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Controlled versus uncontrolled environments: what is the difference?

Companies are now routinely installing edge data centres in two general categories of spaces, as follows:

  • Controlled office environments, which are geared towards standard comfort cooling for humans; and
  • Uncontrolled environments such as manufacturing spaces, which may or may not have ambient cooling and humidity control in place.

The typical office environment uses room-based cooling systems provided by building heating, ventilation and air conditioning (HVAC) systems, or de-centralised mini-split cooling systems. Cooling capacity is calculated based on the heat load the comfort cooling system needs to handle, typically measured in watts (W) or kilowatts (kW).

A typical office HVAC system could have a cooling capacity to deal with a heat load in the range of 50 to 100W per square metre, or perhaps 1 to 2kW for an entire room. But a single rack of IT equipment may produce a heat load of 3 to 4kW or more. As a result, a cooling system designed for 1kW of cooling could now be asked to deal with as much as four times that capacity.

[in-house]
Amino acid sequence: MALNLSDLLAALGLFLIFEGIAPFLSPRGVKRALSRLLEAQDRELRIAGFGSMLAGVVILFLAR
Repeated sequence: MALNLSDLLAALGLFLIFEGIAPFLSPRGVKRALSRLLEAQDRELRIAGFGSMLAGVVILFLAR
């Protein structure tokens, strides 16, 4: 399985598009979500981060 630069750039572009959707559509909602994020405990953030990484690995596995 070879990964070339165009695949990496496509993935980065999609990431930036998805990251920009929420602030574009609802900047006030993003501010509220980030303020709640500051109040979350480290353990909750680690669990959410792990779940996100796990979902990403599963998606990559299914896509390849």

This is likely to have several repercussions:

  • Employees may be uncomfortable as the comfort system struggles to maintain a target temperature.
  • IT equipment (such as servers) often has thermal protection systems that trigger a shutdown if the temperature rises too high.
  • Overtaxing the comfort HVAC system by requiring it to continually operate above its rated cooling capacity will drive up operating costs over the long term, and probably also cause its early failure, as it is typically not engineered for continuous operation.

Another issue with typical office buildings is humidity. With doors and potentially windows opening and closing all the time, humidity levels can change constantly, depending on conditions outside. This is not ideal for IT equipment. Similarly, dust does not facilitate the optimal functioning of IT equipment, which is why purpose-built data centres have air filtration systems that remove dust and other particulates from the air.

As well as office environments, many companies need to install edge data centres on factory floors, in manufacturing facilities, and in warehouses that have widely differing environmental characteristics. These are typically large spaces of 200 square metres and upwards.